My China Travel

The muscles I’d used for the mountain-trek were feeling My China Travel more sore now that they were having a rest. I strolled and watched some women bent My China Travel over in rice paddies, busy thinning out the shoots and making bundles of the excess ones for replanting in fresh paddy fields. New paddies were being rotavated by water-buffalo belly-deep in mud, and struggling to pull spiked wooden drums. In muddy pools near the river I paused to watch the resting buffalo wallow. They just sit there with only their heads and horns above water. Some children saw me, and stood rooted to the spot, round-eyed. When I moved they all ran away. After a few miles the stream took me under a small arched stone bridge and, leaving the valley, flowed into a gorge. My mind woke up and I checked around for problems, but the gorge seemed quiet and the river, though rocky, was no larger or faster than before. Parts were overhung with shady trees, giving temporary relief from the sun, hot now at mid-afternoon. Ahead I could hear foaming water, and felt the canoe begin to gather speed.

As we came around a comer I saw rocks poking out of the water, but they were well-spaced and easy to avoid, making very minor rapids. The canoe rode them without trouble, responding well to my paddle-steering, so I stopped worrying. None of the rapids was above a Class 1 or 2 so I couldn’t congratulate myself on achievement. But just to be sure I pulled over to the bank several times and got out to take a better look at what lay ahead. I gave myself a scare at the top of one swift rocky section when a deceptively strong eddy pushed the canoe broadside against two rocks, and the current roughed up against us. For a moment, things got serious but, digging my paddle fiercely backwards and throwing my weight on to the canoe’s high side, I managed to free the prow and slid Safely between the rocks. The moment made me cross with myself; a professional would never have let it happen. Late afternoon sun lit the gorge, and its boulder-strewn banks glowed an earthy red. At a guess I had paddled twelve miles when we reached the junction where the small river joined a larger one, three times its size. The junction was not turbulent and I avoided the eddies, but straight away I could feel the increased power of the current. It made me suspect that we were in for some action. But not today; my muscles ached with tiredness, and I decided to stop and make camp for the night. An enclave among boulders and trees provided me with shelter, and the rocks would stay warm long into the cold night. I didn’t bother to cook supper, having brought plenty of cereal and fruit. More than anything I wanted to lie down and sleep. The next morning, after re-stowing my luggage and settling myself in the canoe, I paddled out into the turbulent current. The gorge was growing deeper and craggier.

Where numerous large boulders had rolled down into the river the water heaved around angrily. I could usually hear roaring water long before I reached its cause; it was a case of working out exactly where was the focus of noise, because from down at river level I couldn’t see the sudden drops and chutes. In one fast patch a broad but invisible rock, causing a slide and trough of churning water, came so quickly that I went straight into it. The water roared, and the canoe was pulled sharply down on one side, though luckily it bobbed back up. But I was still in the trough which held us in its recycling path; with water pouring back on itself, making what canoeists call stopper waves and holes. I was in a hole. The canoe didn’t flip over simply because I was paddling so fast to both sides that it kept us nosing out of the hole. And equally abruptly we were free, racing away downriver; into some rocky turbulence and chutes which were rather fun.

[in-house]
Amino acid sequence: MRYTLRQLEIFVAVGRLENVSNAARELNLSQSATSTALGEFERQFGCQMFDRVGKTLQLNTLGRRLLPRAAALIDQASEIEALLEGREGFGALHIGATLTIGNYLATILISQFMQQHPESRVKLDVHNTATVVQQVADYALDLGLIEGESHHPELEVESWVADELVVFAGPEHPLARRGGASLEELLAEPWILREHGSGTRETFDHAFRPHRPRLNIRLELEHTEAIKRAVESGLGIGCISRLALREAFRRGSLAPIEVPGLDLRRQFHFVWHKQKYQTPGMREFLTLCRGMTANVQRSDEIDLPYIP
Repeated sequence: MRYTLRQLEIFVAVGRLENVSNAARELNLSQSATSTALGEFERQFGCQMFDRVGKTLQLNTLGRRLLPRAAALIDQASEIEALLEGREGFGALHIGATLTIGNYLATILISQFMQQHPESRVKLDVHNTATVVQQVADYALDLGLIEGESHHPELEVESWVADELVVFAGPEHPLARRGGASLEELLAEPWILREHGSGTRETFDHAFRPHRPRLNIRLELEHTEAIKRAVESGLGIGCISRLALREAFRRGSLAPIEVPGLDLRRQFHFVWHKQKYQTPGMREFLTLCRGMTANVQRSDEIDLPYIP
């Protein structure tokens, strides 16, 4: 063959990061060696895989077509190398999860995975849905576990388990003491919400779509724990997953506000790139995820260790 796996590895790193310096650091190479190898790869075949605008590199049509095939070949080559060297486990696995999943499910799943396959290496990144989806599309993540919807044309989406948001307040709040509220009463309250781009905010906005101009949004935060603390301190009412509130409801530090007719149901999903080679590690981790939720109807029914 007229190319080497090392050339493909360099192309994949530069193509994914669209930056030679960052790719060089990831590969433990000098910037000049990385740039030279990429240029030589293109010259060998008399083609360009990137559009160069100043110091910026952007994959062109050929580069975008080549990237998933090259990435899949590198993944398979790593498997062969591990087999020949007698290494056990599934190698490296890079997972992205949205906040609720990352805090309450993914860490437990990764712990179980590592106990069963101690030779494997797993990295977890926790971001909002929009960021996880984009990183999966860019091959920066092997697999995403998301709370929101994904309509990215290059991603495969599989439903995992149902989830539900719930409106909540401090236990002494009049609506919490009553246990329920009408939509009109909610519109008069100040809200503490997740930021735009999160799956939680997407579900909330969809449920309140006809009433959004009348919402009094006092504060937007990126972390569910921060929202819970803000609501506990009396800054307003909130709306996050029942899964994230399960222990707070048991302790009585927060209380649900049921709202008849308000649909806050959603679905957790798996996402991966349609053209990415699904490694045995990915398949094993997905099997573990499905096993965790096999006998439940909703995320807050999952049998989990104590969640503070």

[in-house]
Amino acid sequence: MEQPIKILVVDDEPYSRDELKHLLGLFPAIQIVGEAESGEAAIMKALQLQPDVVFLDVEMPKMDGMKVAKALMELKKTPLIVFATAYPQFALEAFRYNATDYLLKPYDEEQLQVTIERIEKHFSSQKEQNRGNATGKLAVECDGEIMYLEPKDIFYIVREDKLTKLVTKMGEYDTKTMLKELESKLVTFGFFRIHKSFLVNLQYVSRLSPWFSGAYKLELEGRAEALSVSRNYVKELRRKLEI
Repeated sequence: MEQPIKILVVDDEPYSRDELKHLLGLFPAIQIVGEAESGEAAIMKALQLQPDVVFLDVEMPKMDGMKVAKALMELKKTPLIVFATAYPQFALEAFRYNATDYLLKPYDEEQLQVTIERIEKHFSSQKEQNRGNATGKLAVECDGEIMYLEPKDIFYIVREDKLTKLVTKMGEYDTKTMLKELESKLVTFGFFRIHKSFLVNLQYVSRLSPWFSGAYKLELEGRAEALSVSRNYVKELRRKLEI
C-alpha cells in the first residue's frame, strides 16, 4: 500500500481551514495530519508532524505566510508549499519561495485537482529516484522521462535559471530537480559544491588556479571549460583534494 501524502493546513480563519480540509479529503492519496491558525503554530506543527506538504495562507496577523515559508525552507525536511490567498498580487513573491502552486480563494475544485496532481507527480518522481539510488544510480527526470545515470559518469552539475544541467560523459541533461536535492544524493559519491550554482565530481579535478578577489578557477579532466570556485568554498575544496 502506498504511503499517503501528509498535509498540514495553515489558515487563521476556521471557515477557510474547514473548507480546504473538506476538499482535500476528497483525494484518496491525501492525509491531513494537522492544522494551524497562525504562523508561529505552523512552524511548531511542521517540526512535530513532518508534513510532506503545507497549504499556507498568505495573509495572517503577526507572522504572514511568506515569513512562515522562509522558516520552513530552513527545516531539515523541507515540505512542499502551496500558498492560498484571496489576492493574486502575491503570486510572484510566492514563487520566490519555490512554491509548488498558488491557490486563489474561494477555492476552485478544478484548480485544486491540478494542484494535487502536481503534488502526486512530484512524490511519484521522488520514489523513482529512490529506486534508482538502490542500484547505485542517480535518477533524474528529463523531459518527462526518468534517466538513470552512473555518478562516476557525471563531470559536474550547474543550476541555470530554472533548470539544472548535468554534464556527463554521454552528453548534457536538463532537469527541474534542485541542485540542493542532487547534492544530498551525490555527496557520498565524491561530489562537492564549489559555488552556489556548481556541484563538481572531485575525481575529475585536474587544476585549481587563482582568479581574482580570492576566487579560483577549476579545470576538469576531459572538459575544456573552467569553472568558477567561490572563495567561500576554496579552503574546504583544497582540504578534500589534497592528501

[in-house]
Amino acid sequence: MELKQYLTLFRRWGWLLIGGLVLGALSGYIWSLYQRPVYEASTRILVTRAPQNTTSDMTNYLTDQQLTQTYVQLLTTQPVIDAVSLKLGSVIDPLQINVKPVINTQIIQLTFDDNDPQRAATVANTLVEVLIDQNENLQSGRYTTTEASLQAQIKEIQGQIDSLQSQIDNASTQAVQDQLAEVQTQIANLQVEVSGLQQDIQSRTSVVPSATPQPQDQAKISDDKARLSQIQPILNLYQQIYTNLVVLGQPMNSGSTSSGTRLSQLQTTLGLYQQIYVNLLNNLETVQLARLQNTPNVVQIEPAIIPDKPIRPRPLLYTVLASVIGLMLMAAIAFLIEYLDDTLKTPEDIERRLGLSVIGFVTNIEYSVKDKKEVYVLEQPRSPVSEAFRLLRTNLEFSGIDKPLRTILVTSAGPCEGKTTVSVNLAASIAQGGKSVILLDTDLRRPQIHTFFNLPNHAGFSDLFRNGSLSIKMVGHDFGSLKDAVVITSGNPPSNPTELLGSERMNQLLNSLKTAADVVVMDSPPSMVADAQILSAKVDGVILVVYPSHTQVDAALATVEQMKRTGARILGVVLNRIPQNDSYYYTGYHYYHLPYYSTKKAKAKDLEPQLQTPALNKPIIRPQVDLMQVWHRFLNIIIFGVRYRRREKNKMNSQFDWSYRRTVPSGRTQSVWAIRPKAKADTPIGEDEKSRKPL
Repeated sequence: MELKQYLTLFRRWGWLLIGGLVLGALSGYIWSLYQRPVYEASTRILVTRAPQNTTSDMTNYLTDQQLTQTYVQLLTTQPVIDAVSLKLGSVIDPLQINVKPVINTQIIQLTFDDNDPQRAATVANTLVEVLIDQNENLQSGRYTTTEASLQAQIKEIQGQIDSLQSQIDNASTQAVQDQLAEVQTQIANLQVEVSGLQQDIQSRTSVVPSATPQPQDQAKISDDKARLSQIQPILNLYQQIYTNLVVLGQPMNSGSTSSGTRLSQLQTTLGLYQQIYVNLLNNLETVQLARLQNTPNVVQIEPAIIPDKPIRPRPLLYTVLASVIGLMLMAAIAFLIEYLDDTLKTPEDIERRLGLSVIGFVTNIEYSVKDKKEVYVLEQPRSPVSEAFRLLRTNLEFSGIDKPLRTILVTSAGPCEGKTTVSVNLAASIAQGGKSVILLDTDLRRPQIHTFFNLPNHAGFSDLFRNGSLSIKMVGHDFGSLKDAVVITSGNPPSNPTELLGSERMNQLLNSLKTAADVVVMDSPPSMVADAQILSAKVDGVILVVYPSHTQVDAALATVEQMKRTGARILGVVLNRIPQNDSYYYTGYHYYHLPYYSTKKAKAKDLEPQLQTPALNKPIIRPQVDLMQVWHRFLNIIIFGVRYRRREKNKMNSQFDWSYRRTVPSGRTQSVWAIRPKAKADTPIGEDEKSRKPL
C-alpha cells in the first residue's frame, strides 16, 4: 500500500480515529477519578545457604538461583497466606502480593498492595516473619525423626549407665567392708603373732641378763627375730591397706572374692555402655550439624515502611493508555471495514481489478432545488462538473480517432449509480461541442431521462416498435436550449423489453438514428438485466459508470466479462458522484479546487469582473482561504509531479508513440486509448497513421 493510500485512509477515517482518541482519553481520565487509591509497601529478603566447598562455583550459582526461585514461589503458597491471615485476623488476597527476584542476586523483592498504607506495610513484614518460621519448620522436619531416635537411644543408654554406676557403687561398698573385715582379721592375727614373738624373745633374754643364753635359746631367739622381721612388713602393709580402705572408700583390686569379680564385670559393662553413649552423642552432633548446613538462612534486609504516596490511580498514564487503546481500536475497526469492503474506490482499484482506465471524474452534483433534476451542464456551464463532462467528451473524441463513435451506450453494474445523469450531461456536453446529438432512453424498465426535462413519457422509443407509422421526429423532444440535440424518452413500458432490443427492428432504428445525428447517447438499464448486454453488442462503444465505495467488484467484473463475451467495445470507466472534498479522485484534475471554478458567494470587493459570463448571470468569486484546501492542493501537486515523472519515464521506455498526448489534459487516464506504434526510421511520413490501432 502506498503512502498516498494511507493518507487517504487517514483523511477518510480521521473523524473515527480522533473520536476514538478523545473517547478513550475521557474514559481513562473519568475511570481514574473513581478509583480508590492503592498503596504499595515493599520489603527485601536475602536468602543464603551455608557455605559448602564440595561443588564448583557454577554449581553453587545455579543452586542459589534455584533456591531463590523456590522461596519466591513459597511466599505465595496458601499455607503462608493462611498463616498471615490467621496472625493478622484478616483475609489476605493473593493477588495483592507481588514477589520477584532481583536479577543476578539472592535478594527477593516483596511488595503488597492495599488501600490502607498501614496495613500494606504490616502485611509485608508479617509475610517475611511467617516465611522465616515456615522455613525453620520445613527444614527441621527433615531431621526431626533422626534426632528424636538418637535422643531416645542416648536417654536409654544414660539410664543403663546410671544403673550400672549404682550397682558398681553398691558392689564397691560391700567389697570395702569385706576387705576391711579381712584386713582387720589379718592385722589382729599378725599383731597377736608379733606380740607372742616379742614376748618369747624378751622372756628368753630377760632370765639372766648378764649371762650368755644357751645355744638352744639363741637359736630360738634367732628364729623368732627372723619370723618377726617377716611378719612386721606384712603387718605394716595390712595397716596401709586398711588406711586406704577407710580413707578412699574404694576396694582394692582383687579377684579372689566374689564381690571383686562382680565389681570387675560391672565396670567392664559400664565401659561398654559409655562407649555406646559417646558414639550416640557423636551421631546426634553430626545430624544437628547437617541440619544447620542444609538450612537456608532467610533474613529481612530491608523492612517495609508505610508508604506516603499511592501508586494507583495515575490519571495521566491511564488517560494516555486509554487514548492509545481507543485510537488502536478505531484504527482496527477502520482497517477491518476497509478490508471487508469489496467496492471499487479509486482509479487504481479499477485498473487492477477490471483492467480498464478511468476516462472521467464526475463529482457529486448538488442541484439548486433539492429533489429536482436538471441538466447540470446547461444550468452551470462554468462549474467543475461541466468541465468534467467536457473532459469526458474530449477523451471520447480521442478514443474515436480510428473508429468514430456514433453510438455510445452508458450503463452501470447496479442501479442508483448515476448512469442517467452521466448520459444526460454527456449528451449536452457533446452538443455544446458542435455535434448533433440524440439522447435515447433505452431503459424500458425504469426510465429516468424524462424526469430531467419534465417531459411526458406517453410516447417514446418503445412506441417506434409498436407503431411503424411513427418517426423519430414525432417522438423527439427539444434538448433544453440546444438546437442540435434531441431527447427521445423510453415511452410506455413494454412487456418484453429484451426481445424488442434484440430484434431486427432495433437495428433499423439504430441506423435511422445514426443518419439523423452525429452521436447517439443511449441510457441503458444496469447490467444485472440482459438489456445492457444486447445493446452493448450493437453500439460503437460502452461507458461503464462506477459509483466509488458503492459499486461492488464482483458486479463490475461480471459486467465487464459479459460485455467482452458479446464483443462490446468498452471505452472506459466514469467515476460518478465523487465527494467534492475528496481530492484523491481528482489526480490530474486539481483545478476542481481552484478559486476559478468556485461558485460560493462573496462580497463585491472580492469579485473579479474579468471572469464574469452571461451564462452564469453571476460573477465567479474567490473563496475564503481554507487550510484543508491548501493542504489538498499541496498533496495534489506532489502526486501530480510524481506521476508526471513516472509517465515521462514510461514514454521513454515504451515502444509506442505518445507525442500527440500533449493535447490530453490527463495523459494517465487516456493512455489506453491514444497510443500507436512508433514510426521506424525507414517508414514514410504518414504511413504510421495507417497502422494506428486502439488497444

Running them gave me a tremendous thrill, a sense of exhilaration which is timeless. The gathering speed of the current made me hope that I hadn’t taken on more than a’sehsible person would do. It’s not necessary to kill oneself; neither to be so cautious that risk is nil. It’s a question of striking the right balance for oneself. Knowing myself to have a reckless streak I try to be prudent. Before coming to China, my experience of rapid-filled rivers was limited to two trips; one using an inflated tyre-tube down the whitewater of a small highland river in Papua New Guinea, and the second in that same country, when I joined a team of professional river-runners with Avon rubber boats. We were attempting to make the first descent of the Wahgi River, one of the world’s roughest whitewater rivers and it was filmed by BBC television, as part of their River Journeys series. The rapids we’d shot there were far larger than what I now tackled, but they had given me a taste for more. In the afternoon the gorge became wilder, leading me into a wonderful landscape of rugged mountains. Their slopes were too rocky for much cultivation though occasionally there were stone cottages on hill shoulders. River bends became more frequent and they held bigger rapids. At most of them I had to stop and try to plan a way through.

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